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Tim Anderson: White Sox Players, Tony La Russa ‘Getting Along'

TA assures Sox players, La Russa 'getting along just fine' originally appeared on NBC Sports Chicago

Have no fear, White Sox fans. This team isn't going to let a difference of opinion get in the way of its World Series goals.

Tony La Russa has been the story of baseball for days now, his comments on Yermín Mercedes' 3-0 home run against the Minnesota Twins on Monday night covering multiple news cycles, even while two no-hitters have been thrown and Shohei Ohtani continues to do ridiculous Shohei Ohtani things for the Los Angeles Angels.

The noise has grown so loud on Twitter and in national writings that wild speculation has bubbled up suggesting La Russa's staunch beliefs on respecting one's opponent will bring the White Sox much ballyhooed clubhouse culture crashing down.

RELATED: TA: Twins' throw behind Mercedes 'a sign of weakness'

It simply is not the case.

Lucas Giolito, the ace of the starting staff, made that clear in his postgame media session Wednesday, assuring the strength of the bonds between White Sox players after delivering a dominant performance against the Twins.

Tim Anderson took his turn Friday, beginning the team's weekend stay in New York with an emphatic declaration that just because La Russa has been painted as against the kind of fun-loving baseball evolution that Anderson stands for — which is not an entirely accurate portrayal — doesn't mean that the White Sox have been knocked off their championship path.

"It don't matter. Everybody's got an opinion," Anderson said. "We know what we like to do, we like to have fun. We're not trying to really worry about the outside world. ... At the end of the day, we're going to go out and play the way that we want to play. We're going to enjoy it and have fun with it. That's how we're at our best, when we're enjoying the game.

"We're not going to always agree, and that's OK. But we just keep moving and keep playing. And (La Russa) knows that. We're not going to always be on the same page, but at the end of the day we've all got to go out and get a win. ... It's OK to disagree from each other, but we're all definitely pulling from the same string."

It should come as a refreshing assurance to fans who smashed the panic button when La Russa took to the pregame and postgame microphone in recent days. That fear was fanned by players' activity on social media and in their own postgame commentary.

Anderson rushed to Mercedes' defense on Instagram. Lance Lynn dismissed the unwritten "don't swing 3-0 in a blowout" rule, considering the Twins had a position player on the mound throwing 47 miles an hour. Giolito, after describing the tightness of the White Sox clubhouse, voiced his opinion — and seemingly spoke for the team — saying, "We like home runs here."

But any suspected clubhouse chaos wasn't really there. A smiling La Russa popped up in Yoán Moncada's live stream of the team's themed road trip. Then Anderson gave the feelings words Friday.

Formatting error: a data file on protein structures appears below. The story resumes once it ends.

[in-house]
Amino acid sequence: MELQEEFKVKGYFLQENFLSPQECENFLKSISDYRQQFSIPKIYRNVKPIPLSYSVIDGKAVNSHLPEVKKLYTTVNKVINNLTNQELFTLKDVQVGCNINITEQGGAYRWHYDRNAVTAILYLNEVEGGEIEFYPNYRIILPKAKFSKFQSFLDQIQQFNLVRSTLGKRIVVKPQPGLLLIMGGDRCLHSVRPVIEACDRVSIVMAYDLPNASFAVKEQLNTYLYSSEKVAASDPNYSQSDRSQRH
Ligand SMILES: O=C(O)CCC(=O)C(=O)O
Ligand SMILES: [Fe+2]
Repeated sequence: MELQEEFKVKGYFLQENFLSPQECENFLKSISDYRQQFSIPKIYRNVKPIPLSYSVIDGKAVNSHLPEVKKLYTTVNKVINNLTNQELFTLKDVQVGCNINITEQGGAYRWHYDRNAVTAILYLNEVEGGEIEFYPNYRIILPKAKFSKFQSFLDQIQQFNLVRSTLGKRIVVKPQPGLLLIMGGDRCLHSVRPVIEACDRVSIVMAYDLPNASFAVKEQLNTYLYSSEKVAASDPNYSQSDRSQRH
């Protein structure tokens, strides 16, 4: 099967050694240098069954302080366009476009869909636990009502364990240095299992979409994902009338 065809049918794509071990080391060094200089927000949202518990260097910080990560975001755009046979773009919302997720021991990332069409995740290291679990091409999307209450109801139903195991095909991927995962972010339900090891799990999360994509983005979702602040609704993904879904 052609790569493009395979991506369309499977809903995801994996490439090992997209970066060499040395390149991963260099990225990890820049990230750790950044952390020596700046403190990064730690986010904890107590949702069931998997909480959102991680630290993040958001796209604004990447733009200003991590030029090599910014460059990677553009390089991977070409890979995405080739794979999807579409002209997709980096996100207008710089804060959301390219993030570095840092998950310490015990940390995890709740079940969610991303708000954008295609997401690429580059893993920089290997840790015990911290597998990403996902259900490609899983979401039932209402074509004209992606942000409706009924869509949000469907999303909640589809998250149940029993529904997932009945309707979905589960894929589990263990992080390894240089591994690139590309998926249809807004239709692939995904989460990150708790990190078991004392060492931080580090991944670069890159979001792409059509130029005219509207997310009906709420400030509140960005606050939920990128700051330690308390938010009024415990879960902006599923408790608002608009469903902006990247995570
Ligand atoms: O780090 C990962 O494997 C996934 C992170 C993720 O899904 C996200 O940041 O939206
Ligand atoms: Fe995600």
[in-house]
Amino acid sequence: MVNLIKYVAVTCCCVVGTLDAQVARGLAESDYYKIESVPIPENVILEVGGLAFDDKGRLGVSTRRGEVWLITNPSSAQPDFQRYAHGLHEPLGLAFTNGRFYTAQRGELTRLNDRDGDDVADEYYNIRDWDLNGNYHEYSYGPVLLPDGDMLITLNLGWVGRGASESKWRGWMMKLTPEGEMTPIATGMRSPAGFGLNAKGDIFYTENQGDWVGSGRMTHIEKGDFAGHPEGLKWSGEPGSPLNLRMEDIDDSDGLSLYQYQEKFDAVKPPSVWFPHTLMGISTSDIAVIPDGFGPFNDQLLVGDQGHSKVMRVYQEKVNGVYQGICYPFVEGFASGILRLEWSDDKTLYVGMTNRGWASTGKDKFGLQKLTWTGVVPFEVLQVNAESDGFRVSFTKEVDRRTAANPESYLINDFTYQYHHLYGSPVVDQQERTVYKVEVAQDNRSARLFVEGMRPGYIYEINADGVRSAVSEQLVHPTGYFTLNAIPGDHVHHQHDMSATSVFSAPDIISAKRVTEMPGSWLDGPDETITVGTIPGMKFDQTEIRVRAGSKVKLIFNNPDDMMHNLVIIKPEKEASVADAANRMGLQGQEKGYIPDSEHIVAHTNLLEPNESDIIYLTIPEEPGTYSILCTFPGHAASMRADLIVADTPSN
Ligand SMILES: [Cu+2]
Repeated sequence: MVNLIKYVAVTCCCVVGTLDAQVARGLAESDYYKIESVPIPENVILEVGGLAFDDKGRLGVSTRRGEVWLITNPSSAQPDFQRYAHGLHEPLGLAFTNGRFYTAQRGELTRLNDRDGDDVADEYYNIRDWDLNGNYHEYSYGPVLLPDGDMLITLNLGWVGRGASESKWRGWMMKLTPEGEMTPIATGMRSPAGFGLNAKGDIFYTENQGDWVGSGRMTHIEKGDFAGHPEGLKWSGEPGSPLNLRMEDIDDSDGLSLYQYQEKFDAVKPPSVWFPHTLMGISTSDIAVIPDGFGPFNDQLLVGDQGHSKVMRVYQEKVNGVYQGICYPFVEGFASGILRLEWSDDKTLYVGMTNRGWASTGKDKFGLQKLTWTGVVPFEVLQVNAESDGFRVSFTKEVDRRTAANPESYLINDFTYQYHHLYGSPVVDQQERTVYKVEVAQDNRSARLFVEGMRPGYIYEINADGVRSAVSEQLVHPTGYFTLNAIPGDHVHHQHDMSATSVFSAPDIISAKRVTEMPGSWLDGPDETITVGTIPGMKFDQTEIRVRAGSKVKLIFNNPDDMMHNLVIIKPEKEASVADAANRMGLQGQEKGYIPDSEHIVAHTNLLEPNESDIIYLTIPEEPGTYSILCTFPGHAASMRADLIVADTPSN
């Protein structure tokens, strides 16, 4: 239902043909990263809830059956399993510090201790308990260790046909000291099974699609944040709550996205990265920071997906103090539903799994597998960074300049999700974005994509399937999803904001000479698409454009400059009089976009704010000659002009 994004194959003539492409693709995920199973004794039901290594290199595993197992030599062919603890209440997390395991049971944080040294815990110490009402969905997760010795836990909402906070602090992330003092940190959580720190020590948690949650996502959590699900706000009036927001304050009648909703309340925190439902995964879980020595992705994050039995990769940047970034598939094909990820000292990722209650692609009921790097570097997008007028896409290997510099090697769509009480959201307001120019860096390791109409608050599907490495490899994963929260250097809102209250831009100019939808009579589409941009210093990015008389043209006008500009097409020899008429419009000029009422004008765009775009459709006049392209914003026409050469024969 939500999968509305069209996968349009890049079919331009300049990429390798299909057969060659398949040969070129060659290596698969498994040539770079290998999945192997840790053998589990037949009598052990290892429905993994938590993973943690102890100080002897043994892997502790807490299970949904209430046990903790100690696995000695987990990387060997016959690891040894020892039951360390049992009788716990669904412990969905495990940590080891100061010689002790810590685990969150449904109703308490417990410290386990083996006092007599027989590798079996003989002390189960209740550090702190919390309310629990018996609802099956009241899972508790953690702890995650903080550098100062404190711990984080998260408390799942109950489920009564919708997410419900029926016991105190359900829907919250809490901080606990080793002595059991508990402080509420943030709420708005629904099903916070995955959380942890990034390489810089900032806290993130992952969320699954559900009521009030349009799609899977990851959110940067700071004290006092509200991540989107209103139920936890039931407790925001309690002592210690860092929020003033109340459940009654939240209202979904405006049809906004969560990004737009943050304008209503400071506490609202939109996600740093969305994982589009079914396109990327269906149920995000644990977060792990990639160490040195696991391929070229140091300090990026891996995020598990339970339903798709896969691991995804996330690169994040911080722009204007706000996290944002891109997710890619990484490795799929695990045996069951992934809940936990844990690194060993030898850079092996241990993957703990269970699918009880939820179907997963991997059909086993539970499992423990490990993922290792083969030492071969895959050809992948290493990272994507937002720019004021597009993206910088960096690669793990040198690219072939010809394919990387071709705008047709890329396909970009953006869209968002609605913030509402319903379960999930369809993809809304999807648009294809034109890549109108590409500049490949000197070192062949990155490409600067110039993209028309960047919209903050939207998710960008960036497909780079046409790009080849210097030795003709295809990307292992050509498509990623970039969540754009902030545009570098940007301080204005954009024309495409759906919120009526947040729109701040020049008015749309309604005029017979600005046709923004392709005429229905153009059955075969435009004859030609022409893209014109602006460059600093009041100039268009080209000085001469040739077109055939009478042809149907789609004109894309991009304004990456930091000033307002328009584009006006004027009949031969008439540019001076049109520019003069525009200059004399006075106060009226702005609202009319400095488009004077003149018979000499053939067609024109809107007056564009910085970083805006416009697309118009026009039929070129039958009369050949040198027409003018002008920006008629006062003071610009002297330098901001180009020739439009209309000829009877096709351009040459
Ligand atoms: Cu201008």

"For us, it's OK," Anderson said. "Tony's like the dad, we're like his kids. We're like the bad kids that don't listen."

And though some furrowed their brows when La Russa used language like, "You remind them you’ve got the office and they’ve got the lockers," harder evidence of any serious clash was nowhere to be found, with the South Side skipper flashing a big grin when Anderson's comments were brought up Friday.

"I think any father would like being a dad of a son like Tim because his 'bad' just means he went from very, very good to just good. There's no bad with Tim," La Russa said. "That's why I made it a point to explain the 3-0 deal. Once they understood it, I think it's just a matter of opinion, but they knew where I was coming from and I was coming from a place that truly meant to protect our team."

Fears that La Russa wouldn't be able to mesh with fun-loving players like Anderson have persisted since his hiring was announced, and certainly those fears colored the reaction to the events of this week. But such an incompatibility has never materialized. Anderson's complimented La Russa's managerial style at every turn, saying he's allowed White Sox players to be themselves.

For as much time has been spent on La Russa being upset with Mercedes, it wasn't because he's hoping to snuff the fun and personality out of Mercedes' playing style, more that he missed a sign in what he viewed as a bad situation.

"When he got set for that 3-0 pitch, I said, 'Wow, he didn't see that sign,'" La Russa said. "That's when I came out of the dugout. So it wasn't anything that he was flaunting the sign and being disrespectful. He just made a mistake because he was locked in and trying to get a base hit against his compadre there. And that's why I said that it's a mistake that's correctable."

And so while the latest debate over the old-school and new-school approaches to the game has swirled around the new-style White Sox and their accomplished Hall-of-Fame manager, fears of an irreparable clubhouse rift seemingly need not exist — something, of course, that winning certainly helps with.

After all, La Russa was brought in for a reason: to lead the White Sox to a World Series championship. These players and this manager won't let their objective be derailed by noise, no matter how loud.

"It's really just noise," Anderson said. "The clubhouse is great. Everybody is happy, everybody is enjoying the moment.

"The ultimate goal is to get wins, and everybody is really pulling from the same string. Everybody gets along. Regardless of what Tony said to the media, he's still our manager. We're getting along just fine. He's going to put us in the best position to be successful. That's what he's been doing."

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